Stack Overflow is a community of 4.7 million programmers, just like you, helping each other.

Join them; it only takes a minute:

Sign up
Join the Stack Overflow community to:
  1. Ask programming questions
  2. Answer and help your peers
  3. Get recognized for your expertise

I have select, insert, update and delete query.

If I have to write all queries in the same stored procedure that is good for performance or should I write all queries in separate stored procedures?

share|improve this question
    
If all the operations are related, it's better to keep them within the same transaction. But there's no performance benefit that I'm aware of. – OMG Ponies Mar 19 '10 at 14:59
2  
@OMG - fewer round trps to the database? Only thing I can think of. – Justin Mar 19 '10 at 15:02
    
@Kragen: Good point - I was thinking query performance itself. That's what I get for commenting Before Coffee (tm) – OMG Ponies Mar 19 '10 at 15:48

For ease of maintenance, I would go for separate procedures.

Speed is not going to be an issue if the same code is in one proc or multiple procs - as long as the code is the same, it will behave in the same way in one proc or many.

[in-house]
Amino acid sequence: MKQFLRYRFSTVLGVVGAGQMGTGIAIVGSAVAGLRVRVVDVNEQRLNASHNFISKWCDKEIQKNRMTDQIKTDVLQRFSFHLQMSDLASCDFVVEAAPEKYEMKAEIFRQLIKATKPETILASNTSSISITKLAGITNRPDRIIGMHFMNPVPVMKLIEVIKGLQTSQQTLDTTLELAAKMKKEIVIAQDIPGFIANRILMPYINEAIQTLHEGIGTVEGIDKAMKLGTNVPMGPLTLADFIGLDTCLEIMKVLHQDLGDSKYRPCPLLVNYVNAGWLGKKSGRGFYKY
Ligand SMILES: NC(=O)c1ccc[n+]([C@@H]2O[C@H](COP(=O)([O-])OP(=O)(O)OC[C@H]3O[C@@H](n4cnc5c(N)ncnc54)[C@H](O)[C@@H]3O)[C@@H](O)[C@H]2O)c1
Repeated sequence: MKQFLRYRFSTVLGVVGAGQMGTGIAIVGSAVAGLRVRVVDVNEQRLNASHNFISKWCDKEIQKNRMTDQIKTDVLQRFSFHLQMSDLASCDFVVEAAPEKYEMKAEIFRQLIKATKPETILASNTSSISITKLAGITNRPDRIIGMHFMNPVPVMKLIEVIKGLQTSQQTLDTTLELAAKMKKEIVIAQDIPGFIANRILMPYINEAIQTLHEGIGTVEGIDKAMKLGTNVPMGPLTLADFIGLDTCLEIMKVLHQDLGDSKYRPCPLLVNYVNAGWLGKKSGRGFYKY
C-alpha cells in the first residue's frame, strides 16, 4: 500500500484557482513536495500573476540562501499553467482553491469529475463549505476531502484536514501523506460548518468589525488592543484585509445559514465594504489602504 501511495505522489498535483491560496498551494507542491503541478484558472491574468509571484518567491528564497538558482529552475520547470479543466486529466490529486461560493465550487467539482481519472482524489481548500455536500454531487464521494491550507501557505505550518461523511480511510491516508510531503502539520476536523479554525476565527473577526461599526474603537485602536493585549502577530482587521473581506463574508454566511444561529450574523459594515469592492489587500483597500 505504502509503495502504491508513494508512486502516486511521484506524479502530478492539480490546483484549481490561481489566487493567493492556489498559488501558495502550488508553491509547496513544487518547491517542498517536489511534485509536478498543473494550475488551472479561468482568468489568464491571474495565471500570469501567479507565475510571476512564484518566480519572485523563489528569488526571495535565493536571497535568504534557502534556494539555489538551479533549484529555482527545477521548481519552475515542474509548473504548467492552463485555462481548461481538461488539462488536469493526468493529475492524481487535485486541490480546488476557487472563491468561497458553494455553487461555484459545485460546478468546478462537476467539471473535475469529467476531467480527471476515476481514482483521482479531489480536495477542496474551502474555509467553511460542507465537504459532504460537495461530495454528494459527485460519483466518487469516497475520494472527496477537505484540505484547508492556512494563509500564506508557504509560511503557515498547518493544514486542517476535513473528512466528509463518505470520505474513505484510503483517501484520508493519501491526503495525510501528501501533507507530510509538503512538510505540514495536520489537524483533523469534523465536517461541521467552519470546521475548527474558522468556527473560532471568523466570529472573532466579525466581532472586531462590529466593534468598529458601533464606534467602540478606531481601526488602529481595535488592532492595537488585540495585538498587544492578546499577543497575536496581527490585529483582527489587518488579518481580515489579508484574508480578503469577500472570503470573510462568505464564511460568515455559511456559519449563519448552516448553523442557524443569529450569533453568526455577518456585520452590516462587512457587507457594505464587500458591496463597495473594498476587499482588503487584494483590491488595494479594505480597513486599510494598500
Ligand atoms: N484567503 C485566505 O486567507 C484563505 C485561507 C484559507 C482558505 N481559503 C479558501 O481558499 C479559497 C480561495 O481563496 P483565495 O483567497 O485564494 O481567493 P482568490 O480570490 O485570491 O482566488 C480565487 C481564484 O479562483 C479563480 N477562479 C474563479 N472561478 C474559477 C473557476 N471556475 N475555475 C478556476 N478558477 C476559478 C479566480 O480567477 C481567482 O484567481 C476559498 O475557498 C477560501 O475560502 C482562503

The best method to get good speed is to write an efficient query. Run it and review the execution plan; then tune the query where required.

You will find a lot of good information on query tuning and index tuning on this site (just search for it).

share|improve this answer

If it is something like, and all the parameters are manageable:

BEGIN TRANSACTION
    INSERT
    ....
    UPDATE
    ...
    DELETE
COMMIT

yes, all in one will eliminate the little overhead of multiple calls and keep the logic together as a unit.

however if it is:

@ParamType char(1) --given parameter "I"nsert, "U"pdate, "D"elete

IF @ParamType='I'
   INSERT
ELSE IF @ParamType='U'
   UPDATE
ELSE
    DELETE

split them up into separate procedures, they make no sense to be combined together.

share|improve this answer
1  
@AjmeraInfo, my answer tries to address WHEN to combine them and when not to. Sometimes it is good to combine them, sometimes not. I say that if they are related to a transaction, combine them, if they are not related do not combine them. Your question doesn't give any hints as to if they are related together or not, and is very vague. If you edit your question and provide more details, Id be glad to revise my answer based on any new information you provide. – KM. Mar 19 '10 at 15:12

Your Answer

 
discard

By posting your answer, you agree to the privacy policy and terms of service.

Not the answer you're looking for? Browse other questions tagged or ask your own question.